Mathematica' together with some of his own theorems, and in 1738 he
published, with notes, Cotes's 'Hydrostatical and Pneumatical Lectures'. A.
R. Hall and L. Tilling, The Correspondence of Isaac Newton, vol. 7
(Cambridge, 1977), 28-9, 98-9. N. Guicciardini, The Development of Newtonian
Calculus in Britain 1700- 1800 (Cambridge 1989), 30-1.
11. R. Smith, A Compleat System of Optics in Four Books, viz, A Popular, a
Mathematical, a Mechanical, and a Philosophical Treatise (Cambridge, 1738).
According to the Dictionary of National Biography (1968) this publication
earned Smith the nickname of Old Focus.
15. Smith (note 11), Book II, ch. 5. The Smith-Helmholtz formula is discussed
in detail in Lord Rayleigh, 'Notes Chiefly Historical, on Some Fundamental
Propositions in Optics', Philosophical Magazine, 21 (1886), 466-76.
16. R. T. Gunther, Early Science in Cambridge (Oxford, 1937), 104.
20. Edmund Halley, who was initially responsible for securing the Royal
Society's support for Harrison, was also one of the commissioners, and so too
was James Bradley, the Savilian Professor of Astronomy at Oxford. E. G. R.
Taylor, The Mathematical Practitioners of Hanoverian England 1714-1840
(Cambridge 1966), 20.
21. The Civil List of King George II for 1747 and 1748 records the payment
'To Rob Smith Master of Mechanics to Him on 150 p. ann 3 years to Midsm. 1747
450'. The Royal Archives, RA 53922A, 24. The Lord Chamberlain's records list
Smith as Professor of Astronomy to the King in 1736. The Royal Archives,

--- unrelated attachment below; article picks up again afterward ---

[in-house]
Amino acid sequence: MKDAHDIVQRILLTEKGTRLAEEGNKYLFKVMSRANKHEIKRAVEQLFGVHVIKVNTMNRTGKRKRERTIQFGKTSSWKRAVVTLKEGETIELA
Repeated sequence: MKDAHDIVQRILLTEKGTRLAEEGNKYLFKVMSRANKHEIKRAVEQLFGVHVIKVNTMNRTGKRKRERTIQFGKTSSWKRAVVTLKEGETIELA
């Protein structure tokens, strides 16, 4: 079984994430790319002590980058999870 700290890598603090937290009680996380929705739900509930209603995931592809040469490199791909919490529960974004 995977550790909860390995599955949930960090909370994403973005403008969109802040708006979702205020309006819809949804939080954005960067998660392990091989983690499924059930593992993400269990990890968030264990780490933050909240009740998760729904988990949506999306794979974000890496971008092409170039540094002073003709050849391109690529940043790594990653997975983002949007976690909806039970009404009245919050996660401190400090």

22. The Lord Chamberlain's records. The Royal Archives, LC.5.20 (265, 285),
LC.5.21 (13, 119, 369).
23. Taylor (note 20) 144.
24. Edleston, J., ed. Correspondence of Sir Isaac Newton and Professor Cotes.
(London 1850). 238-9.
Courtney, W.P. Robert Smith. Volume 18, pp517-519. Sidney Lee, ed.
Dictionary of National Biography. N.Y.: Macmillan, 1909.
SMITH, ROBERT (1689-1768), mathematician and founder of Smith's prizes at
Cambridge, was born in 1689, and probably at Lea, near Gainesborough, to
which living his father was instituted in October 1679. His father, John
Smith, had married Hannah (d.1719), the aunt of Roger Cotes [q. v.]; he
became rector of Gate Burton, Lincolnshire, and was buried at Lea on 28 Dec.
1710. Robert was educated at the Leicester grammar school and admitted
pensioner at Trinity College, Cambridge, on 28 May 1708, and scholar on 13
May 1709. At Trinity he was under the care of Cotes, his cousin, who was
then Plumian professor of astronomy, and lived with him as his assistant. He
graduated B.A. 1711, M.A. 1715, LL.D.1723, and D.D. per literas regias 1739.
He was elected minor fellow 1714, major fellow 1715, sublector quartus 1715,
lector linguae Latinae 1724, lector Iinguae Graecae 1725, lector primarius